Penguins have been making headlines all day thanks to the publication of a scientific study that showed they lack tastebuds for umami, which would allow them to taste the fish they eat. (Nor can they detect sweetness or bitterness, but that fact is less salient given their limited diets.) Indeed, nearly a quarter of penguin species (4/17) lack any tastebuds at all.
If you accept the theory that organisms evolve a sense of taste to reward them for eating the right thing, and thereby incentivize them to do it again, the absence of umami tastebuds is somewhat puzzling: how do fish know what to eat? The scientists who conducted the study do not offer any definitive conclusions, but do suggest a few possibilities:
One. Umami genes don’t work well in the cold, and “it’s about zero degrees (C) when you eat cold fish.”
Two. Penguins have spiky tongues (to help grip their prey), which impairs their ability to taste anything.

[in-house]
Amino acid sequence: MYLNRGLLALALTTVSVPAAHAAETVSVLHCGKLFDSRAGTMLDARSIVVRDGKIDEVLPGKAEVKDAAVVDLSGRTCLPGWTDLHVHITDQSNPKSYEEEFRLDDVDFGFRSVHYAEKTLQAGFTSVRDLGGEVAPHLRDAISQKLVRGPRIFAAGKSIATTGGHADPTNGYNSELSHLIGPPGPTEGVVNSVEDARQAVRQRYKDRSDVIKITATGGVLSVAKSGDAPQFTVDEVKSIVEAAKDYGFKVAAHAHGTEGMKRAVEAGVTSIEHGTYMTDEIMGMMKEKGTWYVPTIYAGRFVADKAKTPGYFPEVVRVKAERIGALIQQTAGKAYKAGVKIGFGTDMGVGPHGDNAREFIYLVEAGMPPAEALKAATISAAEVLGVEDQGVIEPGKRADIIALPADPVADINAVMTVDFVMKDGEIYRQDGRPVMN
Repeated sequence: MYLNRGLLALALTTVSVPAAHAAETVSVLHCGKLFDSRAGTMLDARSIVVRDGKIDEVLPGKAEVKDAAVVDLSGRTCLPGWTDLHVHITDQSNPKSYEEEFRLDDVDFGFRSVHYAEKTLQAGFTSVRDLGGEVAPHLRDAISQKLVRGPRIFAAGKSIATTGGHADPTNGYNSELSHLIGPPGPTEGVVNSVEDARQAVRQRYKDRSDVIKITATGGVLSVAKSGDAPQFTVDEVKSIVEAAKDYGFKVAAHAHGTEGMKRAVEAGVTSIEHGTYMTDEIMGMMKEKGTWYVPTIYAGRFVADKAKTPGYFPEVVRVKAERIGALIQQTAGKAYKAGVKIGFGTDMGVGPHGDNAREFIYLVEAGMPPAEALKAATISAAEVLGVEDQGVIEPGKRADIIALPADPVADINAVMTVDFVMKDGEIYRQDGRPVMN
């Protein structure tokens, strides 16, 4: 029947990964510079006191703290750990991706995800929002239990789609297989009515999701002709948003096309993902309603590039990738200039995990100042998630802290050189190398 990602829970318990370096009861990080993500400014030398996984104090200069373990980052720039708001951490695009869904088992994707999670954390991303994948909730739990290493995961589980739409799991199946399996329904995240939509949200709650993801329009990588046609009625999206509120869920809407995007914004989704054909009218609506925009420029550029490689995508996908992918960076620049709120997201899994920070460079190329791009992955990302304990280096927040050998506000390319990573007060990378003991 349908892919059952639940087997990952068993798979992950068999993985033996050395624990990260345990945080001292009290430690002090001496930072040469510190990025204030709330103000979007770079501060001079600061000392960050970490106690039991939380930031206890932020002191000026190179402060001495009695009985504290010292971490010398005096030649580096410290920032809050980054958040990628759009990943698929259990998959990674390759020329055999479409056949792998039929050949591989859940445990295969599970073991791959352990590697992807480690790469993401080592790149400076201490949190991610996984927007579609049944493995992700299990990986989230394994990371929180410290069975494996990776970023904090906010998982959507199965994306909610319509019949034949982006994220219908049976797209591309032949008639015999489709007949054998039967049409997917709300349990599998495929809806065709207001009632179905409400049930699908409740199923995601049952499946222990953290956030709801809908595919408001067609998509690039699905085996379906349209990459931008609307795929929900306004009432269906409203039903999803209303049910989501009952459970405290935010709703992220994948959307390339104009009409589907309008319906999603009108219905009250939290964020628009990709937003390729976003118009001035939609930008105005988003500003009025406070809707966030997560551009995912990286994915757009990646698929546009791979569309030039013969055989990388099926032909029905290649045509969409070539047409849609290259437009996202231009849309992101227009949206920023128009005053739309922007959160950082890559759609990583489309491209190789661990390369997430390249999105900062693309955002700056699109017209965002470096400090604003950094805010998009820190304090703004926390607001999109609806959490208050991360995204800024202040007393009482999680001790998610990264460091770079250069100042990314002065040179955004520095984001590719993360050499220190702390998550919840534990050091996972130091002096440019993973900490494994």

Three. Penguins can tell their food is nutritious by watching it swim around, and need no further feedback to decide what is edible.
I would like to offer my own theory, based on common knowledge regarding penguin parenting practices:
The adult penguin will partially digest the fish or other food inside their stomachs. This usually takes several hours. When the food has been digested enough, the penguin coughs the food back up and feeds it to the chick by pouring the mixture into the chick’s beak.